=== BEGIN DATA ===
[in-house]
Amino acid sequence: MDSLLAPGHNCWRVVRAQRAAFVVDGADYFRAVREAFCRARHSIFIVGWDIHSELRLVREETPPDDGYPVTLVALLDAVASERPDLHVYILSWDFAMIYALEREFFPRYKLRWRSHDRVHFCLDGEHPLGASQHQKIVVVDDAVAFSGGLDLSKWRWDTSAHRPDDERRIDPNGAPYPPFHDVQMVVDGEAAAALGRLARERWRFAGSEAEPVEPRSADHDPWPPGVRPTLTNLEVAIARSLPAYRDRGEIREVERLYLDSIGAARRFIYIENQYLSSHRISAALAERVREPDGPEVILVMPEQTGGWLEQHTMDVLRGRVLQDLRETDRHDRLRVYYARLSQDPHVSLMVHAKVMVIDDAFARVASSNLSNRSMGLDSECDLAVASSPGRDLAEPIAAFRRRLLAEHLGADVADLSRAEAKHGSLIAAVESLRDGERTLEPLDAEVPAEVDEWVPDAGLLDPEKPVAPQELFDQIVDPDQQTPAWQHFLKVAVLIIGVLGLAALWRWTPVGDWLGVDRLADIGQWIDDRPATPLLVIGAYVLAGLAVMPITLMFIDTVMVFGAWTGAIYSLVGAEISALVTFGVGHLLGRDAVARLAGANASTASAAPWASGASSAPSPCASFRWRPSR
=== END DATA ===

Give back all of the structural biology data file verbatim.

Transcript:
[in-house]
Amino acid sequence: MDSLLAPGHNCWRVVRAQRAAFVVDGADYFRAVREAFCRARHSIFIVGWDIHSELRLVREETPPDDGYPVTLVALLDAVASERPDLHVYILSWDFAMIYALEREFFPRYKLRWRSHDRVHFCLDGEHPLGASQHQKIVVVDDAVAFSGGLDLSKWRWDTSAHRPDDERRIDPNGAPYPPFHDVQMVVDGEAAAALGRLARERWRFAGSEAEPVEPRSADHDPWPPGVRPTLTNLEVAIARSLPAYRDRGEIREVERLYLDSIGAARRFIYIENQYLSSHRISAALAERVREPDGPEVILVMPEQTGGWLEQHTMDVLRGRVLQDLRETDRHDRLRVYYARLSQDPHVSLMVHAKVMVIDDAFARVASSNLSNRSMGLDSECDLAVASSPGRDLAEPIAAFRRRLLAEHLGADVADLSRAEAKHGSLIAAVESLRDGERTLEPLDAEVPAEVDEWVPDAGLLDPEKPVAPQELFDQIVDPDQQTPAWQHFLKVAVLIIGVLGLAALWRWTPVGDWLGVDRLADIGQWIDDRPATPLLVIGAYVLAGLAVMPITLMFIDTVMVFGAWTGAIYSLVGAEISALVTFGVGHLLGRDAVARLAGANASTASAAPWASGASSAPSPCASFRWRPSR